Thanks for helping a newbie out!

    Screenshot 2021-11-01 104746.jpg


    Screenshot 2021-11-01 104712.jpg
     
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    Almud

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    If one was going to add a surface iron \ yoyo rig for YT, would the Fathom Star drag 25N 4.8 or 6.1 be preferable? Any other alternatives? I currently use an Okuma Komodo 471 and Avet JX R. Wish Penn or Okuma would make a 500 size baitcaster to compete with Shimano.
     

    tunanorth

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    If one was going to add a surface iron \ yoyo rig for YT, would the Fathom Star drag 25N 4.8 or 6.1 be preferable? Any other alternatives? I currently use an Okuma Komodo 471 and Avet JX R. Wish Penn or Okuma would make a 500 size baitcaster to compete with Shimano.


    Yes, the Fathom 25N star drag is an excellent reel for surface iron or yo-yo jigs for yellowtail.
    Between the 6-1 and 4.8-1 versions, there is of course a lot of debate, but I think if you want it for both techniques, you will do better with the 6-1 model.
     
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    tunanorth

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    Dec 4, 2005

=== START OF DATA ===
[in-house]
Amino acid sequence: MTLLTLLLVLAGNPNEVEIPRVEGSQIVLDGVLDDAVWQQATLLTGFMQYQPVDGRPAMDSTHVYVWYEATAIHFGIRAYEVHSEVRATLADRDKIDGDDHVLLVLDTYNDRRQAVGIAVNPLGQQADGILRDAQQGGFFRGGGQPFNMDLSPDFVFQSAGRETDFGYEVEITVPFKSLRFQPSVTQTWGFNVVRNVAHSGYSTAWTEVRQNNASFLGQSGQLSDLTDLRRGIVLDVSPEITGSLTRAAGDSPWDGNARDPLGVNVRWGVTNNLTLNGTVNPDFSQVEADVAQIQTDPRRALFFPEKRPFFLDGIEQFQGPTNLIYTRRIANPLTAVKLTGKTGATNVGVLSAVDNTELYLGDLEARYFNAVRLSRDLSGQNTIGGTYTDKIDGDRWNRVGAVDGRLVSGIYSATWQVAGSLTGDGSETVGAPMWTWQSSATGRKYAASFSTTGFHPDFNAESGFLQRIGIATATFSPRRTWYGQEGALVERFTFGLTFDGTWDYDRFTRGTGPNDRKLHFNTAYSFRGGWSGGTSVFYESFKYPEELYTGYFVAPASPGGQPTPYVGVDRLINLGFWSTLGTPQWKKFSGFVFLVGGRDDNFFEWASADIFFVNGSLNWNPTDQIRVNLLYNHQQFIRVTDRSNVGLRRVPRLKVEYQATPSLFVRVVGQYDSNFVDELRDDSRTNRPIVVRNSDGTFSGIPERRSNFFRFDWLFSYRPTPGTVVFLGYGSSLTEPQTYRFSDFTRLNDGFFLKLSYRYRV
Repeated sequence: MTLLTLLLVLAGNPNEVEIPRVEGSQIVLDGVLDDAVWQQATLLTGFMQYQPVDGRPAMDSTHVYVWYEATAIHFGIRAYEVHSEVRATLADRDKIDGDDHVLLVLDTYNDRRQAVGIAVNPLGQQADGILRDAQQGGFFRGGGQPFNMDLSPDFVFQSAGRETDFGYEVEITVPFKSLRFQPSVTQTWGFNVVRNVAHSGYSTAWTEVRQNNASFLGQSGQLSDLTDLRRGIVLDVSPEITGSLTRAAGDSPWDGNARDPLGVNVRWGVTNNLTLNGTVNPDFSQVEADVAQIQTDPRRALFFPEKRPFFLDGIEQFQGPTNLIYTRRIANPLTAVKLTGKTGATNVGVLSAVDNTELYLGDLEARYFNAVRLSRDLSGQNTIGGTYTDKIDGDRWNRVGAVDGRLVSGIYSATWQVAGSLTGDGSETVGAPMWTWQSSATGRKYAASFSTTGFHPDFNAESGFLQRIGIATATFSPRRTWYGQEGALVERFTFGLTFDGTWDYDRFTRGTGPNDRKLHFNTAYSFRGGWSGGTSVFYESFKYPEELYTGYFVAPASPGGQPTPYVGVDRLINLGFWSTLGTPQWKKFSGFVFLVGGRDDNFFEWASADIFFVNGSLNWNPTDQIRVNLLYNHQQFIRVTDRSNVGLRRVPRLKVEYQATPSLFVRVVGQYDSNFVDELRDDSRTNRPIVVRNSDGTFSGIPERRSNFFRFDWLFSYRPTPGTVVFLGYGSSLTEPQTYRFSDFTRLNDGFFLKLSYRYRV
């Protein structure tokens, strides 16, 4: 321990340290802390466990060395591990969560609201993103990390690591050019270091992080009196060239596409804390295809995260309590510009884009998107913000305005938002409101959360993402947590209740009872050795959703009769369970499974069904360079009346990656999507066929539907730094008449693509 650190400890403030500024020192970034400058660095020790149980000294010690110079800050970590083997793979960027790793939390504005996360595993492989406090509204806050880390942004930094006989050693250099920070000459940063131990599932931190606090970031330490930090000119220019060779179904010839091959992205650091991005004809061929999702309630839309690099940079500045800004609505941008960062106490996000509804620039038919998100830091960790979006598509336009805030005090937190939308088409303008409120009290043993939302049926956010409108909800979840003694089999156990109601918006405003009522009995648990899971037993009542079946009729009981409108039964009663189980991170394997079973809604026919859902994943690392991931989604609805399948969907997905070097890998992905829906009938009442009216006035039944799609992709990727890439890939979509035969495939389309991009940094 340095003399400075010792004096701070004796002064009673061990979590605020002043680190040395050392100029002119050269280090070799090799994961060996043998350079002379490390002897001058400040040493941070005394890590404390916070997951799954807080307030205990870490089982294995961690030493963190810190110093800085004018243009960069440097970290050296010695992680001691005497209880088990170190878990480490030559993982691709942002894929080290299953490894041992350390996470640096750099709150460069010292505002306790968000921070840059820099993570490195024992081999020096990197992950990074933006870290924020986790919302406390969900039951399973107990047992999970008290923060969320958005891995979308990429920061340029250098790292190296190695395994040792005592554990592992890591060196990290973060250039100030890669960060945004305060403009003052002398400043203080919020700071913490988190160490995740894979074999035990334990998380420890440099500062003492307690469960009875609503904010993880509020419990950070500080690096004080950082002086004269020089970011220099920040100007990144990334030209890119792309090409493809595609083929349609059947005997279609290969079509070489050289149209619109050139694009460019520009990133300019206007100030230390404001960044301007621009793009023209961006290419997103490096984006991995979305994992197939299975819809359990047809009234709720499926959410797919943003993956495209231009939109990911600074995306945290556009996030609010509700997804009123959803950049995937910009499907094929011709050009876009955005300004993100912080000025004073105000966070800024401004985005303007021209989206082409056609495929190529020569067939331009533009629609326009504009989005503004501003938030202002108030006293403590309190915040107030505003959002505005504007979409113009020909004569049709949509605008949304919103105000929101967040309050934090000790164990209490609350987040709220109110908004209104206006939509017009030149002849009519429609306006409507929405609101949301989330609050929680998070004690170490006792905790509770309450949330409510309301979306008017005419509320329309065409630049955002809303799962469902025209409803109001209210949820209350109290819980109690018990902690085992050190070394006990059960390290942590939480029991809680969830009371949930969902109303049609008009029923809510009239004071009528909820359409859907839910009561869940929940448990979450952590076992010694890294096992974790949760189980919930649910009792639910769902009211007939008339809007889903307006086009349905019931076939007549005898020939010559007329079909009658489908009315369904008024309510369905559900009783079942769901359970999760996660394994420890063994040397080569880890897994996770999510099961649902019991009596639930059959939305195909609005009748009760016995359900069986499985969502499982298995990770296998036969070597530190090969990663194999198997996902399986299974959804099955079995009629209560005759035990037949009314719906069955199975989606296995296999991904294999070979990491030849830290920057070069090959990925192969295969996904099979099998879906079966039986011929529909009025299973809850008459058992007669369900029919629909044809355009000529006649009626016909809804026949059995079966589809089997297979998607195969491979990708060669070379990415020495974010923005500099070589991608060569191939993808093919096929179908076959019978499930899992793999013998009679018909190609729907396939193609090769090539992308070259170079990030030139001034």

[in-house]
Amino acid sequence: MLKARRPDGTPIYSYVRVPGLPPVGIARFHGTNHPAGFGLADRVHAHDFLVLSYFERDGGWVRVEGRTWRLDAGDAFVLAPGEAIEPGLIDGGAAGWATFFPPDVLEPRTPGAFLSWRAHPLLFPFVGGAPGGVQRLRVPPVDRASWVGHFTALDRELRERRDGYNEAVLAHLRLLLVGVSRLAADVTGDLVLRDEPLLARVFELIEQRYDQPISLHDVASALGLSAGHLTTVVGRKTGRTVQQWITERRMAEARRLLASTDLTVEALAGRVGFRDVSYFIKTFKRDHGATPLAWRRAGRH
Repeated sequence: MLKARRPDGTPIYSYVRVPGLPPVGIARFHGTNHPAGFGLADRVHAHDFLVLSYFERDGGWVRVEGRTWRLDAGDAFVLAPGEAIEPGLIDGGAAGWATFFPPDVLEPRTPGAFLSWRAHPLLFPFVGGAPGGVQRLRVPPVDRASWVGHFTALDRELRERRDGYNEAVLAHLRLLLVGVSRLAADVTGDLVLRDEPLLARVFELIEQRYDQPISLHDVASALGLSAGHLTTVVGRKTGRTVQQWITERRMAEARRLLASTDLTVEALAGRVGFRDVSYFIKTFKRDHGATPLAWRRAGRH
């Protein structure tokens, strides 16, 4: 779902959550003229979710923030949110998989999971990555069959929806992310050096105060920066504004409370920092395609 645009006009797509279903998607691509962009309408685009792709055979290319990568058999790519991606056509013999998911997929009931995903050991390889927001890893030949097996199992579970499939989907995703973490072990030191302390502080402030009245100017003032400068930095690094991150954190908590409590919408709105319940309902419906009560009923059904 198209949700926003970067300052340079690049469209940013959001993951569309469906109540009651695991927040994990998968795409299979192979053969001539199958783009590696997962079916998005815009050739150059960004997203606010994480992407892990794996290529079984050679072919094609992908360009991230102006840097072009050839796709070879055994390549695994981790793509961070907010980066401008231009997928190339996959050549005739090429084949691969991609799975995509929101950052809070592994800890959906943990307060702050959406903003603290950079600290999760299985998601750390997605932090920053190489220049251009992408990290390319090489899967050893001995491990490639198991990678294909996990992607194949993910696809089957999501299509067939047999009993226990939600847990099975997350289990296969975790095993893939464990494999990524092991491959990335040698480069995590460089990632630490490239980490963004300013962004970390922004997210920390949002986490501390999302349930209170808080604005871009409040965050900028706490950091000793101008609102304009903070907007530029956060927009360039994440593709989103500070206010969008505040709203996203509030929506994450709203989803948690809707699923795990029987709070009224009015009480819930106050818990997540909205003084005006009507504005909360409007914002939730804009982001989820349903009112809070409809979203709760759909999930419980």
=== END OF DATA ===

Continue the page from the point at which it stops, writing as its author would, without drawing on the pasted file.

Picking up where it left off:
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    Thank you, Steve!

    On Rig #5, assuming we go with a mono wind-on leader for shock absorption, what is the recommended connection to terminal tackle? Watched your YouTube video on the rigs (), and noticed several setups (e.g., crimps, swivels, knots). I'm seeing pre-rigged leaders and assume they are 200-300 lb mono with swivels for the big stuff. How are these connected to the wind-ons?

    Thanks for helping a newbie out!

    View attachment 1330715

    View attachment 1330716


    Oops, sorry I missed this question.
    Many tackle stores offer "custom rigging", or you can buy the gear to do your own crimping.
    A lot of shops are even "pre-rigging" the most popular jigs, so you don't have to wait.
    When tying the wind-on to the swivel, I just use a "Single San Diego" knot. The popular "Double San Diego" is just too bulky in the heavier tests.
    Just be sure to use lots of spit, and make sure your knot [no matter which one] is FIRMLY cinched down.